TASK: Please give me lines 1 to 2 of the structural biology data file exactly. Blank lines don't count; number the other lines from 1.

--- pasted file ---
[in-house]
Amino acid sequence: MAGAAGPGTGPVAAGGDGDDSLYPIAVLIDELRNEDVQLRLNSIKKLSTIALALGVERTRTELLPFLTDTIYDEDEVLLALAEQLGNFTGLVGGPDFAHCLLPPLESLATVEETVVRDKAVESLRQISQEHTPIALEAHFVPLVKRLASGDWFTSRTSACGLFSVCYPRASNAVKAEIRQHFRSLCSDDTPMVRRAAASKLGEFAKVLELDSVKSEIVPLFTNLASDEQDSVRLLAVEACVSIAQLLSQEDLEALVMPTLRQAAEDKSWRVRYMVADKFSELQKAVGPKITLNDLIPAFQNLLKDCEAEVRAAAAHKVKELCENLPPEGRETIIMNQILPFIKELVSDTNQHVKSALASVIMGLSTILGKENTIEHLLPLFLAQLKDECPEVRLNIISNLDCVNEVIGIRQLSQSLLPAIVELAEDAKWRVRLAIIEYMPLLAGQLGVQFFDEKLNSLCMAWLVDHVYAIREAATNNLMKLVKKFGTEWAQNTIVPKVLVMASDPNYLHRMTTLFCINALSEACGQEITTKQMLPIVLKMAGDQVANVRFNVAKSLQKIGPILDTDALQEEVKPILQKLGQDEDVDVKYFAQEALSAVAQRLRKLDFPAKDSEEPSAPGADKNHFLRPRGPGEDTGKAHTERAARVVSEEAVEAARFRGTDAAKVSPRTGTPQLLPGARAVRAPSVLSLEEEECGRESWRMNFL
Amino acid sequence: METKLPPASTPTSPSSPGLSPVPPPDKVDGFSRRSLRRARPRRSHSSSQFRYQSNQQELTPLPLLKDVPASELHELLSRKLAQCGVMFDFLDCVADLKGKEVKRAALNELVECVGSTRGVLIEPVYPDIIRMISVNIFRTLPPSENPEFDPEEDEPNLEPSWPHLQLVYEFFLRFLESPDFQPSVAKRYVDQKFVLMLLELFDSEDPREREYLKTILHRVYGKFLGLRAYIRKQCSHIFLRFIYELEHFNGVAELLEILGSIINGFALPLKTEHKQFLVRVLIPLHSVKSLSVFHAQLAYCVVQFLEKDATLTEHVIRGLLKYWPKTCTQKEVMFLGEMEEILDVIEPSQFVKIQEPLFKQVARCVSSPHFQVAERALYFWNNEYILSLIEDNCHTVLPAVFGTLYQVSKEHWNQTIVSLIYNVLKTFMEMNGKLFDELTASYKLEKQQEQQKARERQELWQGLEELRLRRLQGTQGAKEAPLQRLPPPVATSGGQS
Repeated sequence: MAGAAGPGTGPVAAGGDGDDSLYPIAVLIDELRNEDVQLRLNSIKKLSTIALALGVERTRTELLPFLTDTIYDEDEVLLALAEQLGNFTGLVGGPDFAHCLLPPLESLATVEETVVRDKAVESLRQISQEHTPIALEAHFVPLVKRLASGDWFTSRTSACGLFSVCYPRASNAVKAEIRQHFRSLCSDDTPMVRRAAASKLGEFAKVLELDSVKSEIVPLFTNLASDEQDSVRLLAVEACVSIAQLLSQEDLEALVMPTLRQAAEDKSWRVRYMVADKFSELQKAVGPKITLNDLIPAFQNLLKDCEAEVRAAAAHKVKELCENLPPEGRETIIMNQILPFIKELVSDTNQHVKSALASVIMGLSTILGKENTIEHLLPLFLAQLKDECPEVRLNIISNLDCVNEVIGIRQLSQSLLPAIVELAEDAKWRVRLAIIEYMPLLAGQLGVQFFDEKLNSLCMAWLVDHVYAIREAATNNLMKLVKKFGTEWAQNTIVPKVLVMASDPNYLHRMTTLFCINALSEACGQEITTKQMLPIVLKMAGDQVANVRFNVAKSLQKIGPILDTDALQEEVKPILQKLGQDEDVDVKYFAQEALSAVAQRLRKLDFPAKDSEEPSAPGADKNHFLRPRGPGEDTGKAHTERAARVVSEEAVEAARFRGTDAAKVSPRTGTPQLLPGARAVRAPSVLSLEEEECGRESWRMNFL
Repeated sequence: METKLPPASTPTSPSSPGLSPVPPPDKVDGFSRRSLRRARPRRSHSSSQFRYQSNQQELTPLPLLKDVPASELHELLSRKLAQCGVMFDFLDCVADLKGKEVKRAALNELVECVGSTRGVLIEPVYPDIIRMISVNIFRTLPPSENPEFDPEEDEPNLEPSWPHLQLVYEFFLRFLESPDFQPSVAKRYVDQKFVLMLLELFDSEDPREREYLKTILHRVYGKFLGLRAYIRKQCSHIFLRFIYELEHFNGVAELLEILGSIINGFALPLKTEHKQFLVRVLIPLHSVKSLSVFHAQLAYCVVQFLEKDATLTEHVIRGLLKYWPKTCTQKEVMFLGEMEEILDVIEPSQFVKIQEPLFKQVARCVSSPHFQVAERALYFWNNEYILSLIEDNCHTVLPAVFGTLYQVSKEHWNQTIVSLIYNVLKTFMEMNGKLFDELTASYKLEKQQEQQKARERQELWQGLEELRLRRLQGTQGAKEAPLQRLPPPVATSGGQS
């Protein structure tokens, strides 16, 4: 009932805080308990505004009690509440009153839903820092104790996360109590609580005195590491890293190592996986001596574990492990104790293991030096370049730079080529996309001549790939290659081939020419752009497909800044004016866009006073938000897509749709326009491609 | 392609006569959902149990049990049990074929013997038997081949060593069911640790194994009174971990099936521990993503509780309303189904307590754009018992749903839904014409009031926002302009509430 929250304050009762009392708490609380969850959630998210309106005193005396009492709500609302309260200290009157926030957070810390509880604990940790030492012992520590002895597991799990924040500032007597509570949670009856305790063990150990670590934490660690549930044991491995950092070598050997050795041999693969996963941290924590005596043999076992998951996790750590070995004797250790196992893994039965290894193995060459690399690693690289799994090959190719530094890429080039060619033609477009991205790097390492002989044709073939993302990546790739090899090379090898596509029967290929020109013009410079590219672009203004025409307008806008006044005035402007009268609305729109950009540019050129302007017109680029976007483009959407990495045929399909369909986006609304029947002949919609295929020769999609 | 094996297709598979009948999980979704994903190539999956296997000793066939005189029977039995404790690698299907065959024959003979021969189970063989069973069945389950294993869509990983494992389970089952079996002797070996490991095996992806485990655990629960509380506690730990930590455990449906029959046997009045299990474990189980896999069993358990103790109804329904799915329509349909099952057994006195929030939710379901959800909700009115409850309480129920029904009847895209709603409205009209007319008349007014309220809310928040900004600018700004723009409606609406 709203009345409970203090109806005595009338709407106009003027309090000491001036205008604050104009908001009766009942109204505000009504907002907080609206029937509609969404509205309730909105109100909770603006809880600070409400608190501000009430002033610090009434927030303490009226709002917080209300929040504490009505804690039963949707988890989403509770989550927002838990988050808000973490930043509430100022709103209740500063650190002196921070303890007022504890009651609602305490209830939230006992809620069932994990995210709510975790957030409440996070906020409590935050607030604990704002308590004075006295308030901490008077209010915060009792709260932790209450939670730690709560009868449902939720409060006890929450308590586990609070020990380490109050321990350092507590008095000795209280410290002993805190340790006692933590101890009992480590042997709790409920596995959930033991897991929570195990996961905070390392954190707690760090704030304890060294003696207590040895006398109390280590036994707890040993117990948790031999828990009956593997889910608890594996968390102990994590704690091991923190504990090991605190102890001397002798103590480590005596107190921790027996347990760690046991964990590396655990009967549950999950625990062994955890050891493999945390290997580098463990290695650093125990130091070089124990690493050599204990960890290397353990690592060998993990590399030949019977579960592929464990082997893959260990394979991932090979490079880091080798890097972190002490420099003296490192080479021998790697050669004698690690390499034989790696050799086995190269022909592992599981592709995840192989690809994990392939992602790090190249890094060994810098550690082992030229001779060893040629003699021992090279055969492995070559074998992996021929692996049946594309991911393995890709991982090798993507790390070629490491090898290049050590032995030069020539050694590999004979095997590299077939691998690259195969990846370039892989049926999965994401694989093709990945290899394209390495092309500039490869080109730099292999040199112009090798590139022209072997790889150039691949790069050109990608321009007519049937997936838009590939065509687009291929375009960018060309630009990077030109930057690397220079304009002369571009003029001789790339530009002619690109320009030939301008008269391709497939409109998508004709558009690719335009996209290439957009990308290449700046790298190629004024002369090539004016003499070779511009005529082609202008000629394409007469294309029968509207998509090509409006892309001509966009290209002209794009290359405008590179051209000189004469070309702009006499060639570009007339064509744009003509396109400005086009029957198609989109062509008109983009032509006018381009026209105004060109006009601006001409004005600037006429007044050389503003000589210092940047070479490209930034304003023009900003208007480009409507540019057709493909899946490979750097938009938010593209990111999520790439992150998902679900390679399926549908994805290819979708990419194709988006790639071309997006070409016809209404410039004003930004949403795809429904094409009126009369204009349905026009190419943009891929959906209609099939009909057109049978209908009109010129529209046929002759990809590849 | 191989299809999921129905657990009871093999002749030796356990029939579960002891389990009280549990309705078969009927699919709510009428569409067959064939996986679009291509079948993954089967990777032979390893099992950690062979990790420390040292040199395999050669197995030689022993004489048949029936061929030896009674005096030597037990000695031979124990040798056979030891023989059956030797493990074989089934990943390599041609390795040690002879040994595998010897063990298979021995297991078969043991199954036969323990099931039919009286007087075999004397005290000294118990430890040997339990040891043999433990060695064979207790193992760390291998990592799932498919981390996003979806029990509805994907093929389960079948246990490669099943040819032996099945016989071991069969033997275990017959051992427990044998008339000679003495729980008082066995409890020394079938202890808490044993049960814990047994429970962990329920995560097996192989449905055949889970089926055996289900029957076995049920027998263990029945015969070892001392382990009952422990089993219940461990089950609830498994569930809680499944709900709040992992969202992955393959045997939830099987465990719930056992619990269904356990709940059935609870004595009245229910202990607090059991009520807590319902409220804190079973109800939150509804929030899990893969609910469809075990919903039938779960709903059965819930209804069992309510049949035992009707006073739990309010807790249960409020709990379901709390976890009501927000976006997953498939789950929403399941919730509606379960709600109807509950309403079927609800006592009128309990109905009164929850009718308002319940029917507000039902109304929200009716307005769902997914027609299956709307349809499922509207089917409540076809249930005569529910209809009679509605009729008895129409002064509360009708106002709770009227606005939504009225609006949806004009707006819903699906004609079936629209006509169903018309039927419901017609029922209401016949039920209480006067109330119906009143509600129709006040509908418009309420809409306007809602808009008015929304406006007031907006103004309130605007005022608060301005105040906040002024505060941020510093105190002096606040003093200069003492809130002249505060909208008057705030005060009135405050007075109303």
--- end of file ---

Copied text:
[in-house]
Amino acid sequence: MAGAAGPGTGPVAAGGDGDDSLYPIAVLIDELRNEDVQLRLNSIKKLSTIALALGVERTRTELLPFLTDTIYDEDEVLLALAEQLGNFTGLVGGPDFAHCLLPPLESLATVEETVVRDKAVESLRQISQEHTPIALEAHFVPLVKRLASGDWFTSRTSACGLFSVCYPRASNAVKAEIRQHFRSLCSDDTPMVRRAAASKLGEFAKVLELDSVKSEIVPLFTNLASDEQDSVRLLAVEACVSIAQLLSQEDLEALVMPTLRQAAEDKSWRVRYMVADKFSELQKAVGPKITLNDLIPAFQNLLKDCEAEVRAAAAHKVKELCENLPPEGRETIIMNQILPFIKELVSDTNQHVKSALASVIMGLSTILGKENTIEHLLPLFLAQLKDECPEVRLNIISNLDCVNEVIGIRQLSQSLLPAIVELAEDAKWRVRLAIIEYMPLLAGQLGVQFFDEKLNSLCMAWLVDHVYAIREAATNNLMKLVKKFGTEWAQNTIVPKVLVMASDPNYLHRMTTLFCINALSEACGQEITTKQMLPIVLKMAGDQVANVRFNVAKSLQKIGPILDTDALQEEVKPILQKLGQDEDVDVKYFAQEALSAVAQRLRKLDFPAKDSEEPSAPGADKNHFLRPRGPGEDTGKAHTERAARVVSEEAVEAARFRGTDAAKVSPRTGTPQLLPGARAVRAPSVLSLEEEECGRESWRMNFL